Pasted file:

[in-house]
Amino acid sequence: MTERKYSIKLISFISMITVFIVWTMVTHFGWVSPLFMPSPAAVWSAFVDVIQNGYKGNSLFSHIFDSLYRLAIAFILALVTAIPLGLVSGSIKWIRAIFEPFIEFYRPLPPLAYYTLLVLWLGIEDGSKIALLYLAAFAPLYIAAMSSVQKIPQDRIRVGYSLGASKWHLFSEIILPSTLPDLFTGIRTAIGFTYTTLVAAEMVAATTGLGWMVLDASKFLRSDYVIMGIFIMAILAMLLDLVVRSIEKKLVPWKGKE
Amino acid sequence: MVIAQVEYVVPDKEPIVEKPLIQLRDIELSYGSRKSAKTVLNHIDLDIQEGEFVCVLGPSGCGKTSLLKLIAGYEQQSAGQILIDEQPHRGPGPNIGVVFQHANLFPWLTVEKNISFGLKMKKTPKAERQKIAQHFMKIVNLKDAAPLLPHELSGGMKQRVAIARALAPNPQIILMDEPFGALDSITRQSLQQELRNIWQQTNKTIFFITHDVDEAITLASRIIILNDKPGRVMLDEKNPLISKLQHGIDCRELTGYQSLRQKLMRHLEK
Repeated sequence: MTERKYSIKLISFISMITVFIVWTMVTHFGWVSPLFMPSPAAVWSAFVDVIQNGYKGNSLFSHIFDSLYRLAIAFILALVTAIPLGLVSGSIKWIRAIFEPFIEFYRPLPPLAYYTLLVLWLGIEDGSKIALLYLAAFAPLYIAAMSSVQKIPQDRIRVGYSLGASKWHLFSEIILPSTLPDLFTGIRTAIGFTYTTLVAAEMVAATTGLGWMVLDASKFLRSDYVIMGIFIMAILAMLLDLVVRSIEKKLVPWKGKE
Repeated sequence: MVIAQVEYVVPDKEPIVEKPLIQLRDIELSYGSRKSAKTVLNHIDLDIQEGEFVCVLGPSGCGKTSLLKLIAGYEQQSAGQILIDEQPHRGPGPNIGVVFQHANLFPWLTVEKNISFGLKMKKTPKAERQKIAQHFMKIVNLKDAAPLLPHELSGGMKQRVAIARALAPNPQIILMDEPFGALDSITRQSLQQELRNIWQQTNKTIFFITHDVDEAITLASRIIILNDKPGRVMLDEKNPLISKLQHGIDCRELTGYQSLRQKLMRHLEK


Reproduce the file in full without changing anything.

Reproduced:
[in-house]
Amino acid sequence: MTERKYSIKLISFISMITVFIVWTMVTHFGWVSPLFMPSPAAVWSAFVDVIQNGYKGNSLFSHIFDSLYRLAIAFILALVTAIPLGLVSGSIKWIRAIFEPFIEFYRPLPPLAYYTLLVLWLGIEDGSKIALLYLAAFAPLYIAAMSSVQKIPQDRIRVGYSLGASKWHLFSEIILPSTLPDLFTGIRTAIGFTYTTLVAAEMVAATTGLGWMVLDASKFLRSDYVIMGIFIMAILAMLLDLVVRSIEKKLVPWKGKE
Amino acid sequence: MVIAQVEYVVPDKEPIVEKPLIQLRDIELSYGSRKSAKTVLNHIDLDIQEGEFVCVLGPSGCGKTSLLKLIAGYEQQSAGQILIDEQPHRGPGPNIGVVFQHANLFPWLTVEKNISFGLKMKKTPKAERQKIAQHFMKIVNLKDAAPLLPHELSGGMKQRVAIARALAPNPQIILMDEPFGALDSITRQSLQQELRNIWQQTNKTIFFITHDVDEAITLASRIIILNDKPGRVMLDEKNPLISKLQHGIDCRELTGYQSLRQKLMRHLEK
Repeated sequence: MTERKYSIKLISFISMITVFIVWTMVTHFGWVSPLFMPSPAAVWSAFVDVIQNGYKGNSLFSHIFDSLYRLAIAFILALVTAIPLGLVSGSIKWIRAIFEPFIEFYRPLPPLAYYTLLVLWLGIEDGSKIALLYLAAFAPLYIAAMSSVQKIPQDRIRVGYSLGASKWHLFSEIILPSTLPDLFTGIRTAIGFTYTTLVAAEMVAATTGLGWMVLDASKFLRSDYVIMGIFIMAILAMLLDLVVRSIEKKLVPWKGKE
Repeated sequence: MVIAQVEYVVPDKEPIVEKPLIQLRDIELSYGSRKSAKTVLNHIDLDIQEGEFVCVLGPSGCGKTSLLKLIAGYEQQSAGQILIDEQPHRGPGPNIGVVFQHANLFPWLTVEKNISFGLKMKKTPKAERQKIAQHFMKIVNLKDAAPLLPHELSGGMKQRVAIARALAPNPQIILMDEPFGALDSITRQSLQQELRNIWQQTNKTIFFITHDVDEAITLASRIIILNDKPGRVMLDEKNPLISKLQHGIDCRELTGYQSLRQKLMRHLEK